Following the introduction of the Climate Change Act the UK’s clear target is to reduce its emissions by at least 80% from 1990 levels by 2050.
And with building regulations pushing developers and individual builders in the construction industry they are trying to meet stringent demands for carbon emissions on new houses. The fact is that four fifths of the building stock that will be in use in 2050 is already in place in the form of existing houses.
Insulating Existing Houses
This raises the issue for builders what do they do with existing buildings. How can they be improved and enhanced to comply with these standards. The BRE report by Colin King outlines the issue in detail:
Home owners and landlords are being encouraged and legislated upon to improve their properties and subsequently reduce the carbon emissions from the housing stock, ensuring that they play an important part in the fight against climate change and helping to alleviate fuel poverty.
Some of the most difficult buildings to tackle are those considered as historic homes.
The definition is not fixed but in reality this means the dwellings were probably constructed prior to 1930.
These have the difficult challenge of balancing cost and environmental impact but there are additional considerations centred on the aesthetic and cultural significance of the building and place, its context as part of the built heritage and crucially the potentially negative impacts on the dwelling fabric of making changes to it.
To improve the thermal performance of older homes in the UK with solid wall construction, it is logical to consider the performance of these external walls.
This can be achieved by introducing solid wall insulation applied either internally or externally.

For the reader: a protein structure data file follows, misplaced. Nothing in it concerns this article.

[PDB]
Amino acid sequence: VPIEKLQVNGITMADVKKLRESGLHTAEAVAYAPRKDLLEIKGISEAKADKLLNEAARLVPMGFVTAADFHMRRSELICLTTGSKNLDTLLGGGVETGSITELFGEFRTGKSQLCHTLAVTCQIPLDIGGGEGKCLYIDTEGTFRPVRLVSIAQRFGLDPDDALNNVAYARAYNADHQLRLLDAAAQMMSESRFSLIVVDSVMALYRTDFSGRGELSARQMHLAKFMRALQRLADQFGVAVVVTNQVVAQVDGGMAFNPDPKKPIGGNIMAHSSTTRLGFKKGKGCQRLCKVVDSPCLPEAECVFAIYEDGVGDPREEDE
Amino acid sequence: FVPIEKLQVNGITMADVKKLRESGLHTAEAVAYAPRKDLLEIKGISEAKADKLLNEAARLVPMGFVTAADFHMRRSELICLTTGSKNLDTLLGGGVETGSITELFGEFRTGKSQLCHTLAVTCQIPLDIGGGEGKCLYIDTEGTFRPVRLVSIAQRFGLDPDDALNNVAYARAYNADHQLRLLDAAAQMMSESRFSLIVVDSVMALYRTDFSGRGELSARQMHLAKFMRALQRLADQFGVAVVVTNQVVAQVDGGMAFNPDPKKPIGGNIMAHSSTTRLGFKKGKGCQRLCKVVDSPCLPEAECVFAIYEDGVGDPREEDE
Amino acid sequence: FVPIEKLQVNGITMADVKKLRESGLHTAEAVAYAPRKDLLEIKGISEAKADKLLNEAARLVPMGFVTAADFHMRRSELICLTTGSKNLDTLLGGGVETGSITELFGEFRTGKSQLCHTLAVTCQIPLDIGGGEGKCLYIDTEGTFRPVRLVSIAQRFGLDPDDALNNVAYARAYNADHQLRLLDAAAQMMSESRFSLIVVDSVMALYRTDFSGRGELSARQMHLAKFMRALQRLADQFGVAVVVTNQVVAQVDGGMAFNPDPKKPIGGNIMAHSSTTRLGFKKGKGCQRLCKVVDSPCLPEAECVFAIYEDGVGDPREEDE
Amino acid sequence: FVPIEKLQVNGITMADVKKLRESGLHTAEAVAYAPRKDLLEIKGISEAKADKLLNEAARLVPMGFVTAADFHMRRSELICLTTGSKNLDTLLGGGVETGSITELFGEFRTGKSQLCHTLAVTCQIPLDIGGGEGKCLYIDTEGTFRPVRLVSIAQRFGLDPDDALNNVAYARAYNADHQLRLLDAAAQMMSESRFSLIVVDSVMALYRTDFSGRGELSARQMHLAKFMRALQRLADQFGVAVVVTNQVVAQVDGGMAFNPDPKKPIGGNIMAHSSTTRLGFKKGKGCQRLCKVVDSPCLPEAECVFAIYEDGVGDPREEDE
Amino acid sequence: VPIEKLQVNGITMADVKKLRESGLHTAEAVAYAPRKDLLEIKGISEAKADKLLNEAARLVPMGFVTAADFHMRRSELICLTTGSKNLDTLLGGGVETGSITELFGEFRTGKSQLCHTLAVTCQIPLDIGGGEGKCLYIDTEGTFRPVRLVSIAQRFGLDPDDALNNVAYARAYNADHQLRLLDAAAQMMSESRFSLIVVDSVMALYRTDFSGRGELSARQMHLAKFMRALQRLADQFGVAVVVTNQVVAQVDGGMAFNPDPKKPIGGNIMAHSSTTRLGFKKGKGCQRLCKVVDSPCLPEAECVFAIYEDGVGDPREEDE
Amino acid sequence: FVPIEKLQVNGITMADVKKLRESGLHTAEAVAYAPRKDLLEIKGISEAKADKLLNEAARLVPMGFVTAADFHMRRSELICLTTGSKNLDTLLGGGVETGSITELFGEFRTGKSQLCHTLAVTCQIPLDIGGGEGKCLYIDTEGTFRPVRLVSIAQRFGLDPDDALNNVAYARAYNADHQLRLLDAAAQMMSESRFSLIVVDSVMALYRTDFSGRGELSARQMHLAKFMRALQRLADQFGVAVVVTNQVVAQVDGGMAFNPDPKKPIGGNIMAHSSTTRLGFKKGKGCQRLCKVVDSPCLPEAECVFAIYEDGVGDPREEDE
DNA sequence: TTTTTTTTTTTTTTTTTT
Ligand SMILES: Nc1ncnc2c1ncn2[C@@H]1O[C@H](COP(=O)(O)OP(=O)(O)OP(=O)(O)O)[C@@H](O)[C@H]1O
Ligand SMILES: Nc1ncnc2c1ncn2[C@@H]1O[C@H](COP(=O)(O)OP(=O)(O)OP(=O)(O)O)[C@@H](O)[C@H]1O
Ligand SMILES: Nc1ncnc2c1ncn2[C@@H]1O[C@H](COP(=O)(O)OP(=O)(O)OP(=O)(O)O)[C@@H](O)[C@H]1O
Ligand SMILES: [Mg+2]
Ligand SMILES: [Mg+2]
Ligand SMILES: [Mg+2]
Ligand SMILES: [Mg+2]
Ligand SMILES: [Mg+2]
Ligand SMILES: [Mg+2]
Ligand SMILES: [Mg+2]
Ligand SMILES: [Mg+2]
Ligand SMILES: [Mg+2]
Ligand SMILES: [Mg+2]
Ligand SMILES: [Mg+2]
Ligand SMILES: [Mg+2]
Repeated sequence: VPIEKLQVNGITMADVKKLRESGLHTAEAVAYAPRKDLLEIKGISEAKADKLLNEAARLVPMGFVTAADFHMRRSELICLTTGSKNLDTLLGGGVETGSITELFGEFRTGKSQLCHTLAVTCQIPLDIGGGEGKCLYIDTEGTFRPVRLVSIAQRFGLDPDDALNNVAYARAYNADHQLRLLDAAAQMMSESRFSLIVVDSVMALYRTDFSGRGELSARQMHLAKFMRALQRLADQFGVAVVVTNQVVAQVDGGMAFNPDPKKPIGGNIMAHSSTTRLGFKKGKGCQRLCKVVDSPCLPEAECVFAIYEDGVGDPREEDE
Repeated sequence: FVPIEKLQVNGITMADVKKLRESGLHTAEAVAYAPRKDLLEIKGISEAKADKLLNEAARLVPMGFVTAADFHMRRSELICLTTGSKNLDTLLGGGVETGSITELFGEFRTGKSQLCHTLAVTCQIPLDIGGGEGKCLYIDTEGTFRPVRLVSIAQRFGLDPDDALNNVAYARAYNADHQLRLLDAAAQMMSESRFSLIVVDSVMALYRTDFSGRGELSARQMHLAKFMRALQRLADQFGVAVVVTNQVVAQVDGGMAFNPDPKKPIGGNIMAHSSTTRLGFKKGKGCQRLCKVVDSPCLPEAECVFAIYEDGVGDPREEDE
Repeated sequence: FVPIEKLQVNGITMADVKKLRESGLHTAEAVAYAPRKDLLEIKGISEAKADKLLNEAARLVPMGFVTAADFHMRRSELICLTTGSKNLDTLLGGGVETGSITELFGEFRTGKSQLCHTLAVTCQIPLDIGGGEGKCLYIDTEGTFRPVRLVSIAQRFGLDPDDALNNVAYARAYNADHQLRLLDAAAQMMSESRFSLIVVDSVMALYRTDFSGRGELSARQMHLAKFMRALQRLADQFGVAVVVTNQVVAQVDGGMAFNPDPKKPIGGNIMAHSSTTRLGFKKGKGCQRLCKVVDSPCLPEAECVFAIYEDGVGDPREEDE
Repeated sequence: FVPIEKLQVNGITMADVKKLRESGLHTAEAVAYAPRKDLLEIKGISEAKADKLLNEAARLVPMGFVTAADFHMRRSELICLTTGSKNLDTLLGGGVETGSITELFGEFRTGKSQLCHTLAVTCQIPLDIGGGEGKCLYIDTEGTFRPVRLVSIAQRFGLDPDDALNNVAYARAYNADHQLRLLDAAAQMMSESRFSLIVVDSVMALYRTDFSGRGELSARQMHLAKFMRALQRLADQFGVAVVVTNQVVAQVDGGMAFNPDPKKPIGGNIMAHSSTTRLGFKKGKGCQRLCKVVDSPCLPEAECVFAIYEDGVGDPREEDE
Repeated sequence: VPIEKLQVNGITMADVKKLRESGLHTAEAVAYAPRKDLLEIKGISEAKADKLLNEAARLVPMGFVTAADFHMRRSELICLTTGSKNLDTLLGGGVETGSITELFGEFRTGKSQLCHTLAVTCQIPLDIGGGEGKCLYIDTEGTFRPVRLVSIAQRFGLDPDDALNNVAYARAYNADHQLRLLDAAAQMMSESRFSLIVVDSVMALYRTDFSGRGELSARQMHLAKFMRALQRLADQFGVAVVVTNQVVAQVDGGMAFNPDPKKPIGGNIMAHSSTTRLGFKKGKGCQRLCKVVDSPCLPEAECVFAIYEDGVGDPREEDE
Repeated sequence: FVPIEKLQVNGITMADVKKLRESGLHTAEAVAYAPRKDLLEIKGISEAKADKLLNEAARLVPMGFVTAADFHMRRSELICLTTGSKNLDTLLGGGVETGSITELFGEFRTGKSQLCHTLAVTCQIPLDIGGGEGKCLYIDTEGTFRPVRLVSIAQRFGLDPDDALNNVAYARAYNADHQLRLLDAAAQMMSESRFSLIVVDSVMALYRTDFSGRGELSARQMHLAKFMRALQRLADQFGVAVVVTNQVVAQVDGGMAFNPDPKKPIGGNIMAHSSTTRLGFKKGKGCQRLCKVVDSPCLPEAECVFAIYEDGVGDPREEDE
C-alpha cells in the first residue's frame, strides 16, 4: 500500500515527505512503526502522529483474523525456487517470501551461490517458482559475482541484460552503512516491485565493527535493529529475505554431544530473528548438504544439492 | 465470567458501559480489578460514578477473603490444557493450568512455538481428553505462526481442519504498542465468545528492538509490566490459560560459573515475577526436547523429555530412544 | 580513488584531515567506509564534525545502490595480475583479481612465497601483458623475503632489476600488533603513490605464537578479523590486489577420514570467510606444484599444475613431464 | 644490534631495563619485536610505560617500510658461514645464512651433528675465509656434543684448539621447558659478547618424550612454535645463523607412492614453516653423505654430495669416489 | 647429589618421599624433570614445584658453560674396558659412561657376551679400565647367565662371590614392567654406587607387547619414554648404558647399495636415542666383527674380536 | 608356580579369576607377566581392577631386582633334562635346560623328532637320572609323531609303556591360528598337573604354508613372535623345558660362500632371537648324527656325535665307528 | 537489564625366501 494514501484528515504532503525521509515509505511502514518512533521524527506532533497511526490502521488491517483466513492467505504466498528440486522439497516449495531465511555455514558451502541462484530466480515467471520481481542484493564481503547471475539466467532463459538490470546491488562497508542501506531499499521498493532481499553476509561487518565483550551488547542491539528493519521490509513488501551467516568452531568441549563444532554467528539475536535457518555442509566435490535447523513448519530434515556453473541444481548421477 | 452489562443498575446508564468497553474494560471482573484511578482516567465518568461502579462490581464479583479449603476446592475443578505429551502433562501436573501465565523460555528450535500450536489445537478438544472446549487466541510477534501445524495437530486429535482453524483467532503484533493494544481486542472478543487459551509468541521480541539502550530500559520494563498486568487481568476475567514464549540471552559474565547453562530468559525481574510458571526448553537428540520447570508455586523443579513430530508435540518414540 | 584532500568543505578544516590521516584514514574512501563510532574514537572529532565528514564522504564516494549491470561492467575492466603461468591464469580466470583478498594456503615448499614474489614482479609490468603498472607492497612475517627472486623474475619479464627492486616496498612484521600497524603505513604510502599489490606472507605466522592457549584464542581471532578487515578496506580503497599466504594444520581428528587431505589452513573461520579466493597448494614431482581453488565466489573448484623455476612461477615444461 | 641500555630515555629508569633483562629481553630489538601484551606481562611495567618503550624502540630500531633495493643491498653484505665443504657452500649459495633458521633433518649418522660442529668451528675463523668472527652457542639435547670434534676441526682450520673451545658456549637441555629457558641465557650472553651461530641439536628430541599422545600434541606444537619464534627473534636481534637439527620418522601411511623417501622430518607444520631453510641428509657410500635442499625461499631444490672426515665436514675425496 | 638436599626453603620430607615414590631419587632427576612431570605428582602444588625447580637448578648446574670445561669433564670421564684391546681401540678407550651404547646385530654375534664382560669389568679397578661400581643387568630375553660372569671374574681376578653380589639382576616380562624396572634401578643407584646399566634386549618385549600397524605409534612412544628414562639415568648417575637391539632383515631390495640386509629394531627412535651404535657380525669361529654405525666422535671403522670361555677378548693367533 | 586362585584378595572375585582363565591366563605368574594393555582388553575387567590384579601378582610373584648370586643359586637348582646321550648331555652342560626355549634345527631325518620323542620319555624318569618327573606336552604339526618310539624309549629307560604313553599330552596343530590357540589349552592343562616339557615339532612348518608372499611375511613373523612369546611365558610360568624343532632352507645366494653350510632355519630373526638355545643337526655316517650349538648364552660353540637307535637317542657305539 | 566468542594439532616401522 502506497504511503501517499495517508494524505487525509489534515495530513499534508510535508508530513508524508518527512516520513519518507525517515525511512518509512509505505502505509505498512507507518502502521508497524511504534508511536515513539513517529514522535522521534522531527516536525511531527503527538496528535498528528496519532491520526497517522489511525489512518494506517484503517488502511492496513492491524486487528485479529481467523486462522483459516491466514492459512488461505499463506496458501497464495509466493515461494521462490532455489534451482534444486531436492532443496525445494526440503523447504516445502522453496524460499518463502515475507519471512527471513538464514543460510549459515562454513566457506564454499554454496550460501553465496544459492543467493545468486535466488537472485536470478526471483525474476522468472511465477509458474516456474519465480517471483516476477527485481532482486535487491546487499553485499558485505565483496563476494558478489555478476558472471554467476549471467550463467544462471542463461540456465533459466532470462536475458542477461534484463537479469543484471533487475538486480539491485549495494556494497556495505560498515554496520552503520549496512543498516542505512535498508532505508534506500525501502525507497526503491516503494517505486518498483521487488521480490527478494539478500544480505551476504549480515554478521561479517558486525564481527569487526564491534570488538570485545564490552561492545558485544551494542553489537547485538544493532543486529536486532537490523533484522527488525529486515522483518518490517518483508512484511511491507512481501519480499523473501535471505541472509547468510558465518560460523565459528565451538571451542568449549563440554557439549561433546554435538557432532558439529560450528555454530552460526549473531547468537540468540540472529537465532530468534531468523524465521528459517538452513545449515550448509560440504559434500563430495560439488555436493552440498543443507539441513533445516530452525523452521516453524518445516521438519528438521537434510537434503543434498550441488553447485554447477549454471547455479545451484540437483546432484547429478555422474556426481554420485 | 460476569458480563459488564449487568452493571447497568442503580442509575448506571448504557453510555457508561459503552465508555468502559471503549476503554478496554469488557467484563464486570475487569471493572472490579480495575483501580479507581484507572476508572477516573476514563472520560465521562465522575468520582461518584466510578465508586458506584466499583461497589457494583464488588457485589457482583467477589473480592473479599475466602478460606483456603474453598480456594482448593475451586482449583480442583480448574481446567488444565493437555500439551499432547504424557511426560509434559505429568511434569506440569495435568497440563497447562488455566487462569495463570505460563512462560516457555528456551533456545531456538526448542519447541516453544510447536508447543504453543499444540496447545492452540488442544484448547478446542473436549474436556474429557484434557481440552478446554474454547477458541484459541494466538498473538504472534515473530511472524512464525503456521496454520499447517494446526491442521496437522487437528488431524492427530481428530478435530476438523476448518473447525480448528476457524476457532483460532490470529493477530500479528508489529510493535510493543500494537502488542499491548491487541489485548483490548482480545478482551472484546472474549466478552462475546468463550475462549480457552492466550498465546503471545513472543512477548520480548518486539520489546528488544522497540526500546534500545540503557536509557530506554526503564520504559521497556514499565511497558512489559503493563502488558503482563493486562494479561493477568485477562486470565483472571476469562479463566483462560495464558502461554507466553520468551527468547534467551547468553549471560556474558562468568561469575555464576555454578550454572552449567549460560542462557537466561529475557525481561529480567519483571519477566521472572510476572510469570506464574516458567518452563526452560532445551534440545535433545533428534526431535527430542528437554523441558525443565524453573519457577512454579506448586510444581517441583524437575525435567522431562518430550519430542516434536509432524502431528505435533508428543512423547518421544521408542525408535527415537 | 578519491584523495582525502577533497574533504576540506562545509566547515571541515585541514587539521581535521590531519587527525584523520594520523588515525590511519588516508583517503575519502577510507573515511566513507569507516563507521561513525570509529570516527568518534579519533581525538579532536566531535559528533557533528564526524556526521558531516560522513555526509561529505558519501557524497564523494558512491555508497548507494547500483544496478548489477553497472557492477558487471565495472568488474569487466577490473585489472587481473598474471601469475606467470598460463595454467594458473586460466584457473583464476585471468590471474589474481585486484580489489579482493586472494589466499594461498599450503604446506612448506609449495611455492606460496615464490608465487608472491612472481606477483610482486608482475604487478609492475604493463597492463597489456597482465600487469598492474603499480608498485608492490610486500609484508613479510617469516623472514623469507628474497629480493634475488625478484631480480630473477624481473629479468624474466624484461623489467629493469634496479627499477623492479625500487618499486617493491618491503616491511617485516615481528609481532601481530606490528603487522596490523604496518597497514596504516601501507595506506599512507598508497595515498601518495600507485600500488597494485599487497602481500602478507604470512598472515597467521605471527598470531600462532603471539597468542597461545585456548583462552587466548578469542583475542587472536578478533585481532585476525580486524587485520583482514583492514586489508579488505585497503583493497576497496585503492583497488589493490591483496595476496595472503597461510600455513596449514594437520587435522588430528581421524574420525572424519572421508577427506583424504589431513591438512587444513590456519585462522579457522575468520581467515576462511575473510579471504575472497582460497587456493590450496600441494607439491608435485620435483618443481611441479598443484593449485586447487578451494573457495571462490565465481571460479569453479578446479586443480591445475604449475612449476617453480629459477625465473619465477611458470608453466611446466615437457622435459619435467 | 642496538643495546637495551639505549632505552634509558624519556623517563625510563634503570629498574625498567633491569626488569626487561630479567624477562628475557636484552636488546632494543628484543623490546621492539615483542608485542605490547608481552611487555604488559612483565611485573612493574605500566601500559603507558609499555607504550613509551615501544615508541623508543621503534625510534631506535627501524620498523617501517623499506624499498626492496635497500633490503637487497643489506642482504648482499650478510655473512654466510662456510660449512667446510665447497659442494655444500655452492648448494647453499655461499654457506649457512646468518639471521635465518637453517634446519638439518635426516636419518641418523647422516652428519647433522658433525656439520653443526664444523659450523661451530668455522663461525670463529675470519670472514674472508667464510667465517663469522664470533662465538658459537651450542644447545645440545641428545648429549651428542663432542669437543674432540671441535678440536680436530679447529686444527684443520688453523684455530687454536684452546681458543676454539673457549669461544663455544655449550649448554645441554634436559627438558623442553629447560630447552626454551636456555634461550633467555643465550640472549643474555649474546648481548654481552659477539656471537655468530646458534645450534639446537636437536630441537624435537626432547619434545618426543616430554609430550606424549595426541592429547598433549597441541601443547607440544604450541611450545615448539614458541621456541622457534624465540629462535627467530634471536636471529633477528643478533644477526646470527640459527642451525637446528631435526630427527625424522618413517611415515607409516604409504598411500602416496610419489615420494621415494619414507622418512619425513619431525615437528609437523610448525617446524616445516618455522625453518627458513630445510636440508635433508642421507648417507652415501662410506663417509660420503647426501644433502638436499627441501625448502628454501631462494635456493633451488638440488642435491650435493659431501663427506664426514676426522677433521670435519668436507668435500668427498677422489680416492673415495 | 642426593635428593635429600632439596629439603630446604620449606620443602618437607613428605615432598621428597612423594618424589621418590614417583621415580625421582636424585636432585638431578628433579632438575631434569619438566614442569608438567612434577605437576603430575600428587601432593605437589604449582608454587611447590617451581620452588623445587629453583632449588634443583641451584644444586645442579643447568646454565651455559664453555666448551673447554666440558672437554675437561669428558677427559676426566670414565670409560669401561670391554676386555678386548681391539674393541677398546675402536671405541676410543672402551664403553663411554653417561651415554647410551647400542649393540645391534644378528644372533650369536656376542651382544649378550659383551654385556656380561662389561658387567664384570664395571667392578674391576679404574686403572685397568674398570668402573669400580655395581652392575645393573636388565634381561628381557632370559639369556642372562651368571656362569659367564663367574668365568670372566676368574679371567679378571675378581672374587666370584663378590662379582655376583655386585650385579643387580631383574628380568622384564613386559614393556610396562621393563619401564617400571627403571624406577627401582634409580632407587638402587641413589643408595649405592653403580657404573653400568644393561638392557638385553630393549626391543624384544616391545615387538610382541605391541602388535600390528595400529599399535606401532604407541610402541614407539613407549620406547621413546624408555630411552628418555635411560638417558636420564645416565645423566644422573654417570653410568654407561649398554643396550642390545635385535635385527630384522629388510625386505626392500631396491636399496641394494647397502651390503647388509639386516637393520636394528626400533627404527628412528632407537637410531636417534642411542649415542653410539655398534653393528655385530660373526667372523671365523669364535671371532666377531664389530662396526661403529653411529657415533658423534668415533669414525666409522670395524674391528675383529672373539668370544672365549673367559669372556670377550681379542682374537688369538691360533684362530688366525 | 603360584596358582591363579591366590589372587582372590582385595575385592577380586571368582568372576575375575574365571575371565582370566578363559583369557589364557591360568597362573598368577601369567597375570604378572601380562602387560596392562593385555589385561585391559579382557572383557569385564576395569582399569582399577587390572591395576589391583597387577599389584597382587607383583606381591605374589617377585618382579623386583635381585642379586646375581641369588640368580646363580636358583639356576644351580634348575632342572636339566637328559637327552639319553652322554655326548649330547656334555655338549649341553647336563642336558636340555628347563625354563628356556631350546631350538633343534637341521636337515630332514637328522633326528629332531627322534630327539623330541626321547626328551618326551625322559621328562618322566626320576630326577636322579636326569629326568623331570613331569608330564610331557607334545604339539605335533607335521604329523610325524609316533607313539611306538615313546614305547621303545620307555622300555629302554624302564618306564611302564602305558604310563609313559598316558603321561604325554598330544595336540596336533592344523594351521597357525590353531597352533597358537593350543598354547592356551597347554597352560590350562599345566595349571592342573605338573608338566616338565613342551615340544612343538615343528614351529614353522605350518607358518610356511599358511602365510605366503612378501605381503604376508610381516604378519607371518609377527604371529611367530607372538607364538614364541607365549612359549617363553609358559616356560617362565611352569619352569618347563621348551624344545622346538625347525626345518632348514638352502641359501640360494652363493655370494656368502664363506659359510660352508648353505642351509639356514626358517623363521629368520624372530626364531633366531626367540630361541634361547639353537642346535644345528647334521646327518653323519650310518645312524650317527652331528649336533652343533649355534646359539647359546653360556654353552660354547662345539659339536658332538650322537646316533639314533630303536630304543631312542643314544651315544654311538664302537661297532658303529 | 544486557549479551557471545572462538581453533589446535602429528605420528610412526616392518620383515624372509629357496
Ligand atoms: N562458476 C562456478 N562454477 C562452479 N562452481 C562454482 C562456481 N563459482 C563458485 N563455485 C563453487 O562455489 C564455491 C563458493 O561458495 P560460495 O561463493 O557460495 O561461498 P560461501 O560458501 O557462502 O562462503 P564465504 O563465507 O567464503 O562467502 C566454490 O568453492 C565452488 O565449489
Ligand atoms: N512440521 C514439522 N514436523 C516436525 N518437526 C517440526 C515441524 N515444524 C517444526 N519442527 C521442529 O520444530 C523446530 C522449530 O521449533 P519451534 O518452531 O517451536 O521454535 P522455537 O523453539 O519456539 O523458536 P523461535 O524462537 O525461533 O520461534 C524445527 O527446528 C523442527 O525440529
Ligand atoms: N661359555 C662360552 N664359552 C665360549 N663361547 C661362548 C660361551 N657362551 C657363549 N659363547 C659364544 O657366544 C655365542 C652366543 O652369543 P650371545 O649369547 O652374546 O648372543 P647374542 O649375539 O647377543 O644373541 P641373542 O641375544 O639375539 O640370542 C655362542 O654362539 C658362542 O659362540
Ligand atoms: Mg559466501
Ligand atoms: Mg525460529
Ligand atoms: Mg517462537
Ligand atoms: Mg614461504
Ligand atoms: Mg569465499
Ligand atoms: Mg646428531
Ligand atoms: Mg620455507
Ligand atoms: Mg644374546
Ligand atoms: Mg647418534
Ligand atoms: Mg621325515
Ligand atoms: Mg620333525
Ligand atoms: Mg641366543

The most common form of solid wall insulation in the UK is applied externally, as it is less disruptive to the residents and technically less challenging when compared to internal wall insulation.
Enviroform: One Size Doesn’t Fit
At Enviroform we know from direct experience that a “one size” solution does not fit all buildings. Different buildings have different walls and therefore require different solutions which we evaluate before offering a solution from our range of insulation materials. There are significant differences in the construction between older and newer buildings. The BRE report highlights the problem succinctly:
Unfortunately a one size fits all solution to SWI is therefore not appropriate and can result in underperformance and/or premature failure of the system or building components. Additionally historical buildings may be at greater risk of disrepair which also complicates the installation of SWI.
More modern construction methods rely on the creation of a cavity or the use of cementitious or impervious materials to provide protection from moisture ingress whereas in older buildings in their original state moisture penetrated the structure and then that moisture was allowed to evaporate and vacate the building through the chimney and other openings (air bricks, infiltration etc.). To allow this process to continue it is important that improvements or interventions that may alter or restrict the passage of the moisture receive careful assessment and consideration.
The BRE report is based on a desk-top review of specifications, interviews with scheme specifiers, surveyors and installers and site observations of the installation and handover process. The methodology included the following activities, with the sample size of properties being 1,800 properties in 27 locations across the whole of the UK.
- A review of the procurement process and tender specification compared with the actual works undertaken
- An analysis of the decision making process on site
- Categorisation and analysis of problems arising
- Use of thermographic camera
- Interviews with the residents of properties